It opens with a display of dresses by the Dutch designers Viktor & Rolf, from their 1999-2000 "Russian Doll" collection, arranged on a circular platform. The dress facing the entrance is a simple, sack-like design in jute. It is a smart choice to kick off a show on architecture and fashion, suggesting, as it does, the idea that at base both fields are concerned with sheltering the body. The dress is the equivalent of architecture's so-called primitive hut.

The dresses on the platform grow more elaborate from one to the next, gaining ornament, color and pattern. By the time you get to the last one, the fabric has grown bulky enough to swallow the head of the mannequin it's displayed on. (The dresses were designed to be worn one atop the other, hence the "Russian doll" reference.) A trip from minimalism to mannerism and back again, the installation offers an effective summary of the cycles that both architecture and fashion spin through — and of the complicated relationship both fields maintain with the idea of function.

From there the exhibition opens up into several thematic sections, pairing dresses and architectural projects under rubrics including Identity, Folding, Wrapping, Geometry and Draping. Some of the connections Hodge draws between the two fields are aesthetic — Koolhaas' public library in Seattle is wrapped in a steel-and-glass facade that has been compared to fishnet stockings — while others grow from experiments in new materials and technology. The L.A.-based architects Peter Testa and Devyn Weiser are at work on a new structural system that would weave buildings out of carbon-fiber strands.

But there are many fascinating threads that Hodge simply never picks up. The return of ornament and decoration in architecture, reflecting trends in fashion as well as furniture and product design, is among the most obvious. A dress by Theyskens for Rochas, for example, has a black-on-black pattern that is uncannily similar to the walls of the auditorium in Herzog & de Meuron's expanded Walker Art Center in Minneapolis, a project finished last year that is not included in the exhibition.

Another connection never made concerns the intense interest in craft among many young architects and designers. The crochet-chic work of New York designer Tess Giberson is represented here, but the other side of the equation — notably Droog, the Dutch product and furniture design group, and the DIY aesthetic that inspires Readymade magazine and Alabama's Rural Studio — is missing in action.

The bigger problem lies at the very heart of the show's thesis, with the notion that deconstruction has been a liberating, generative force for architecture. In the show's catalog, Hodge writes that it opened up "new ways of thinking about and building the architecture [of] the future."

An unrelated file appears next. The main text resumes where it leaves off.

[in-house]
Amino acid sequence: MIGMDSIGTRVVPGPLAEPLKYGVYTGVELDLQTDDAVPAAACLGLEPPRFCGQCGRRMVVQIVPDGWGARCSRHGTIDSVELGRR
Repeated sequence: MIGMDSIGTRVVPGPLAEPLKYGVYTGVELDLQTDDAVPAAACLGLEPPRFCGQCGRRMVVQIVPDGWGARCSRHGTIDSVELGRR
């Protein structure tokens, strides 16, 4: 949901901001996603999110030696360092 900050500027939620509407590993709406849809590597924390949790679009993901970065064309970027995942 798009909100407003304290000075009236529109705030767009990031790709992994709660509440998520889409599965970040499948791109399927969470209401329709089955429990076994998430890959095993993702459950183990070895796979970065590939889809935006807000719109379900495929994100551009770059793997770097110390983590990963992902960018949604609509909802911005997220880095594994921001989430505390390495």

At the time of its arrival, in the mid-1980s, it must have seemed so; the Postmodern architecture of the era had begun to grow soft, Disneyfied and superficial, and the toughness of work by Gehry, Thom Mayne, Daniel Libeskind, Hadid and others represented a new avenue of exploration and emphasis for architects, critics and clients alike. A similar process occurred in fashion, as Kawakubo and Yohji Yamamoto — and, later, European designers including Martin Margiela — brought a bracing, anti-nostalgic sharpness to dressmaking, though their work probably owed more to Johnny Rotten than Derrida.

At least in architecture, however, that avenue turned out to be a dead end. Rather than opening up new means of communication between architects and the world, what came to be known, after a 1988 Museum of Modern Art show on the subject, as "deconstructivism" — still decon for short — took the field in a solipsistic, esoteric direction. Architects such as Tschumi and Peter Eisenman and leading scholars became mired in purely academic debates and produced a few forbidding buildings to go with a steady supply of impenetrable critical essays.

The result was a field willfully isolated from the real world, real clients and real cities and increasingly obsessed with listening to itself spin out tendentious Francophile theory. It wasn't until architects such as Gehry — and a new, younger generation — discovered digital design tools and rejected the decon school's prohibition of beauty and clarity that architecture began to thrive again.


Rem Koolhaas’ library recalls fishnet stockings.
(MOCA)


Testa & Weiser’s “Carbon Tower” (2004), from the MOCA exhibition “Skin + Bones,” opening Sunday.
(Testa & Weiser / MOCA)


Alexander McQueen’s multicolored dress from “It’s Only a Game”; behind it, Greg Lynn’s bright-red “Blob Wall.”
(Lawrence K. Ho / LAT)


Peter Eisenman’s model for the Max Reinhardt Haus, left, and Yeohlee Teng’s “infanta skirt/bodysuit.”
(Lawrence K. Ho / LAT)



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A glimpse of the Skin + Bones exhibit.


style.com

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29-11-2006
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ah...DV...you and I must be on the same wavlength as I was just reading about this the other day but couldn't find pics so I can post...

thank you for this